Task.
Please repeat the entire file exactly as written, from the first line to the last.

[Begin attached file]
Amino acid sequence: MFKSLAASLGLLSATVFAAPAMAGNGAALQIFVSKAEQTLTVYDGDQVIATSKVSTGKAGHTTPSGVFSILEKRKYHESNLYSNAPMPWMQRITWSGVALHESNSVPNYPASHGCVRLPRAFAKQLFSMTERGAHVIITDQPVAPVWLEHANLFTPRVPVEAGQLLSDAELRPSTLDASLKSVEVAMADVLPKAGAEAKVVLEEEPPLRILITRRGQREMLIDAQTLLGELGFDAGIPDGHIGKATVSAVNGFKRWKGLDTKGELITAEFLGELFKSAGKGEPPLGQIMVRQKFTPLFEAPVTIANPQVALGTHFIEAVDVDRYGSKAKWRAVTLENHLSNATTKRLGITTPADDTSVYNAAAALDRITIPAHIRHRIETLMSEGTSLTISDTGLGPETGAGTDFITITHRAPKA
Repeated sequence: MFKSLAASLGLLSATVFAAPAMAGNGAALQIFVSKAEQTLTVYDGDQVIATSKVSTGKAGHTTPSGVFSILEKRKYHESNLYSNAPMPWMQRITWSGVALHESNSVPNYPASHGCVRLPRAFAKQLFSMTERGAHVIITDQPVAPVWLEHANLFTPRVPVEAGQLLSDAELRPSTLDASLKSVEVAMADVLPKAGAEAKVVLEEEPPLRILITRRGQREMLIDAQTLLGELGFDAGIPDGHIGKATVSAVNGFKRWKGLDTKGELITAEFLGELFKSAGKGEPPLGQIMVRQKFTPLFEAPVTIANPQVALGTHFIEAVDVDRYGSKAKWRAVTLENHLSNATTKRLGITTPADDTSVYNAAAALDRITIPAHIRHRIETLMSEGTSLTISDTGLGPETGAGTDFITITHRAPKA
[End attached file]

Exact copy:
Amino acid sequence: MFKSLAASLGLLSATVFAAPAMAGNGAALQIFVSKAEQTLTVYDGDQVIATSKVSTGKAGHTTPSGVFSILEKRKYHESNLYSNAPMPWMQRITWSGVALHESNSVPNYPASHGCVRLPRAFAKQLFSMTERGAHVIITDQPVAPVWLEHANLFTPRVPVEAGQLLSDAELRPSTLDASLKSVEVAMADVLPKAGAEAKVVLEEEPPLRILITRRGQREMLIDAQTLLGELGFDAGIPDGHIGKATVSAVNGFKRWKGLDTKGELITAEFLGELFKSAGKGEPPLGQIMVRQKFTPLFEAPVTIANPQVALGTHFIEAVDVDRYGSKAKWRAVTLENHLSNATTKRLGITTPADDTSVYNAAAALDRITIPAHIRHRIETLMSEGTSLTISDTGLGPETGAGTDFITITHRAPKA
Repeated sequence: MFKSLAASLGLLSATVFAAPAMAGNGAALQIFVSKAEQTLTVYDGDQVIATSKVSTGKAGHTTPSGVFSILEKRKYHESNLYSNAPMPWMQRITWSGVALHESNSVPNYPASHGCVRLPRAFAKQLFSMTERGAHVIITDQPVAPVWLEHANLFTPRVPVEAGQLLSDAELRPSTLDASLKSVEVAMADVLPKAGAEAKVVLEEEPPLRILITRRGQREMLIDAQTLLGELGFDAGIPDGHIGKATVSAVNGFKRWKGLDTKGELITAEFLGELFKSAGKGEPPLGQIMVRQKFTPLFEAPVTIANPQVALGTHFIEAVDVDRYGSKAKWRAVTLENHLSNATTKRLGITTPADDTSVYNAAAALDRITIPAHIRHRIETLMSEGTSLTISDTGLGPETGAGTDFITITHRAPKA